PruAdviser on-line services will be unavailable from 20:00 on Saturday 17 April until 12:30 on Sunday 18 April for website maintenance.

10 things you Absolutely need to know about Bare Trusts

Session: 3 December 2020    

Bare and absolute trusts have always been part of the financial planning sphere and are perhaps seen as a relatively simple solution compared to Discretionary Trusts.

But they're not as simple as you would imagine. For example, Bare Trusts created on death have their own particular nuances. And what happens when a beneficiary pre deceases a settlor? Where might they fit in an individual’s overall planning?

On this webinar, Graeme Robb, Senior Technical Manager will have helped you gain a better understanding of:

  • The use of Absolute trusts in lifetime planning
  • Absolute/Bare trusts created on death
  • The income tax, CGT and IHT treatment of Bare/Absolute trusts
  • Planning considerations when using Bare/Absolute trusts

Presenter – Graeme Robb – Senior Technical Manager

Test your knowledge


1. A Bare Trust is one in which:

    a) The beneficiary Is entitled to income and may receive capital once they attain 21

    b) The beneficiary is entitled to capital and may receive income once they attain 25

    c) The trustees can decide when the beneficiary will benefit

    d) The beneficiary has an immediate and absolute title to both income and capital
 

2. The test of a Bare Trust according to HMRC is whether the trust funds have:

    a) Indirectly vested in the beneficiary

    b) Independently vested in the beneficiary

    c) Indefeasibly vested in the beneficiary

    d) Ideally vested in the beneficiary
 

3. If a parent dies and minor children benefit under intestacy then a statutory trust arises. Is this a Bare Trust?

    a) Yes always

    b) No never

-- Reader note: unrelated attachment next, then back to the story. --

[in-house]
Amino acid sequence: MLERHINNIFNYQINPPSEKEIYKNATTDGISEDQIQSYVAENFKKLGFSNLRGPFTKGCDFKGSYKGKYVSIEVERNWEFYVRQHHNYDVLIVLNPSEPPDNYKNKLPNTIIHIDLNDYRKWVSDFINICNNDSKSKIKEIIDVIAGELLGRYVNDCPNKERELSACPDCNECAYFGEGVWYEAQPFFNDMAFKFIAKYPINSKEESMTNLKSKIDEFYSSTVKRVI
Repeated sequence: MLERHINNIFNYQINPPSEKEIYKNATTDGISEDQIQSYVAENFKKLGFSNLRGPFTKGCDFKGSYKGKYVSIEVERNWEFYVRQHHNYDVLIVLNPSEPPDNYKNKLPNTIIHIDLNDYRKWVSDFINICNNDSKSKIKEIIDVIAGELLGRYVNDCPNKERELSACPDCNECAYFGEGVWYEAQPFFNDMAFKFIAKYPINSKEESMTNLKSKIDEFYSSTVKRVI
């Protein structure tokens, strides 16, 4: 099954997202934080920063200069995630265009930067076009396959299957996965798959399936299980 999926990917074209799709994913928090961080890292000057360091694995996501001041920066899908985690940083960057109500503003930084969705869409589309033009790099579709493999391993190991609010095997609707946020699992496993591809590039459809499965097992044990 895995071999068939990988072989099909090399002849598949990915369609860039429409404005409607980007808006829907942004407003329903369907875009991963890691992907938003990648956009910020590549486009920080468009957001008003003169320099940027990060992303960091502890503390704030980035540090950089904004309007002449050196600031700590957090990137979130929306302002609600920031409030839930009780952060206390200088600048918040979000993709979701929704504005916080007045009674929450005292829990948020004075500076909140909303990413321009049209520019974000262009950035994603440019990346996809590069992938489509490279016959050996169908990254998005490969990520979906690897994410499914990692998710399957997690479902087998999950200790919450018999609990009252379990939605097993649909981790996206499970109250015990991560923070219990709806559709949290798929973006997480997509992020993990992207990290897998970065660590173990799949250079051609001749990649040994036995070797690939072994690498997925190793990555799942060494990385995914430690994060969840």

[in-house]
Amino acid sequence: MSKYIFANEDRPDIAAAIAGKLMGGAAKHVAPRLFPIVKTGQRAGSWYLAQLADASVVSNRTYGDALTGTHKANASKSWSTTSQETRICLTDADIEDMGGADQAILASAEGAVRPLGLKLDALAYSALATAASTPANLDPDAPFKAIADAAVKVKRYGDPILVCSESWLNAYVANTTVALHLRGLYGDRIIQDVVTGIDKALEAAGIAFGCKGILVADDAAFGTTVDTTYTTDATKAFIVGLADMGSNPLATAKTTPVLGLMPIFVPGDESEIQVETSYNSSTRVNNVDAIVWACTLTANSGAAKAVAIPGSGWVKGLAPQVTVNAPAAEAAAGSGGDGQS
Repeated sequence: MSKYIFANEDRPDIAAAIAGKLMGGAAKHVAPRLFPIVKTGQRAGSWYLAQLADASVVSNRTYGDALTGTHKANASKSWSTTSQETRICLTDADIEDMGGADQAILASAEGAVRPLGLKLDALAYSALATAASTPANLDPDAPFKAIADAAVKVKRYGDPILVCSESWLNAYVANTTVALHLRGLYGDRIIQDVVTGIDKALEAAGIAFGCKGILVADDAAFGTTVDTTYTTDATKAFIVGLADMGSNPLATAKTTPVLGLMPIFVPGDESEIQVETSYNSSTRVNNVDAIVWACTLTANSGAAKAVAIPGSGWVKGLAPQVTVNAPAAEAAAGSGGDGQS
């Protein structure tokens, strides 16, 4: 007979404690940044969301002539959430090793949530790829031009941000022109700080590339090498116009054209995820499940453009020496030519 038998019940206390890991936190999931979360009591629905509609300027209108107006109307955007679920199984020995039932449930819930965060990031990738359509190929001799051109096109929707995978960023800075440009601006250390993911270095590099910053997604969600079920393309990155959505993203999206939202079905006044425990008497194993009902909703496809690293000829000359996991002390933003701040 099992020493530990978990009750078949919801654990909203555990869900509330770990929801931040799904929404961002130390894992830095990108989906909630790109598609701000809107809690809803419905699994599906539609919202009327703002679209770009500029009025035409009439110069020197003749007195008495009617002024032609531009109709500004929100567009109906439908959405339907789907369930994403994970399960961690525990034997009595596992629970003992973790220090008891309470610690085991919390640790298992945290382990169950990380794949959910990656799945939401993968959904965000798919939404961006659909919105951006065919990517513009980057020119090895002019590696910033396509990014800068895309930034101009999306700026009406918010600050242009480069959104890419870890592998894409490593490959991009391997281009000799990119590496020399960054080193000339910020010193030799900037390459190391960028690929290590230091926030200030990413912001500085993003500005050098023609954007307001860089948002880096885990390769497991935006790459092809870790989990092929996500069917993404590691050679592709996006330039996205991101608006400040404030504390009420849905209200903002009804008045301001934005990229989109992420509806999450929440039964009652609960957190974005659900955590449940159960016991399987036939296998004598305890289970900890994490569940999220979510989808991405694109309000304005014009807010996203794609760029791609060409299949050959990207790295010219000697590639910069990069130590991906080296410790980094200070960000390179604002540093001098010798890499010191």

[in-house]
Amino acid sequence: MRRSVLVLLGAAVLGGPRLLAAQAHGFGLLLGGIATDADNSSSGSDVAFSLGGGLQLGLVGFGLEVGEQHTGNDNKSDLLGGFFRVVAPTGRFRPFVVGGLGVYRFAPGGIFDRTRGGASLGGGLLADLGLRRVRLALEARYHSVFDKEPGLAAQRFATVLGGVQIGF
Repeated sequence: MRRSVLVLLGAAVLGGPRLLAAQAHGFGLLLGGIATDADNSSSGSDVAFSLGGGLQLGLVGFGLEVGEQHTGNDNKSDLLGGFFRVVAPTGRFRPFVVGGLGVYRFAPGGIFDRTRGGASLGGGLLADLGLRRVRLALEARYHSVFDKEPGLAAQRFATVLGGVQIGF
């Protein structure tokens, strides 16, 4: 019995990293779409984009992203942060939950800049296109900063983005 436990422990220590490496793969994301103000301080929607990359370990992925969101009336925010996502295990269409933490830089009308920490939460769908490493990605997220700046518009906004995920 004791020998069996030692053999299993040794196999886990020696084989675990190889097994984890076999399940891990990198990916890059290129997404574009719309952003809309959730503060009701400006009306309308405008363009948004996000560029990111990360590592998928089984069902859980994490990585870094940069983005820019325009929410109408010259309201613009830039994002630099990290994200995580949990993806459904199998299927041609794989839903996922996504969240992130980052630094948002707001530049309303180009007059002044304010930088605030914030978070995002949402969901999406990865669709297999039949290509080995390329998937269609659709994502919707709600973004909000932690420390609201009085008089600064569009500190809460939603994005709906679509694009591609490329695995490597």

c) Yes in England and Wales only

    d) Yes in Scotland & Northern Ireland only
 

4. If a Bare Discounted Gift Trust has been set up, can adult beneficiaries demand their share of the trust fund while the donor is still alive?

    a) Yes always

    b) Never

    c) Only if Scots law applies

    d) The trustees can distribute part of the trust fund if the donor’s rights to the pre-selected payment stream aren’t adversely impacted.
 

CPD certificate

To claim your CPD certificate, click here.

"Prudential" is a trading name of Prudential Distribution Limited. Prudential Distribution Limited is registered in Scotland. Registered Office at Craigforth, Stirling FK9 4UE. Registered number SC212640. Authorised and regulated by the Financial Conduct Authority. Prudential Distribution Limited is part of the same corporate group as the Prudential Assurance Company. The Prudential Assurance Company and Prudential Distribution Limited are direct/indirect subsidiaries of M&G plc, a company incorporated in the United Kingdom. These companies are not affiliated in any manner with Prudential Financial, Inc, a company whose principal place of business is in the United States of America or Prudential plc, an international group incorporated in the United Kingdom.